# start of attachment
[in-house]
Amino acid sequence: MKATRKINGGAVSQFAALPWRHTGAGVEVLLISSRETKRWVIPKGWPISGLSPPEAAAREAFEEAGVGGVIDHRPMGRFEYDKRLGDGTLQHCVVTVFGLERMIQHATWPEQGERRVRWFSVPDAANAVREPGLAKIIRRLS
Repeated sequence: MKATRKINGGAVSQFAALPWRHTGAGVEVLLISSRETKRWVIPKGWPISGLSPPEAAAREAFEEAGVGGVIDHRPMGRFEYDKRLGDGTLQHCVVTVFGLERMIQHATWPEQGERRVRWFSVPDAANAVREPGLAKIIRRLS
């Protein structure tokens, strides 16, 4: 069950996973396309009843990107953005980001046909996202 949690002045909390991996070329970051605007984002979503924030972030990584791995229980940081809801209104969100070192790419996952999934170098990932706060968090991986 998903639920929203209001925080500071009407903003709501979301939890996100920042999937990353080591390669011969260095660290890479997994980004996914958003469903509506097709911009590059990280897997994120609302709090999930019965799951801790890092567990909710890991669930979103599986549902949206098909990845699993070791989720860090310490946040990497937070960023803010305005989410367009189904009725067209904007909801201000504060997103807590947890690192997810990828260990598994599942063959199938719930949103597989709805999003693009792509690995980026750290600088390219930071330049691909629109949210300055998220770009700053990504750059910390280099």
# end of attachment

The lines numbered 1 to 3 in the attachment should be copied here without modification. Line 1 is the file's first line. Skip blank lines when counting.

[in-house]
Amino acid sequence: MKATRKINGGAVSQFAALPWRHTGAGVEVLLISSRETKRWVIPKGWPISGLSPPEAAAREAFEEAGVGGVIDHRPMGRFEYDKRLGDGTLQHCVVTVFGLERMIQHATWPEQGERRVRWFSVPDAANAVREPGLAKIIRRLS
Repeated sequence: MKATRKINGGAVSQFAALPWRHTGAGVEVLLISSRETKRWVIPKGWPISGLSPPEAAAREAFEEAGVGGVIDHRPMGRFEYDKRLGDGTLQHCVVTVFGLERMIQHATWPEQGERRVRWFSVPDAANAVREPGLAKIIRRLS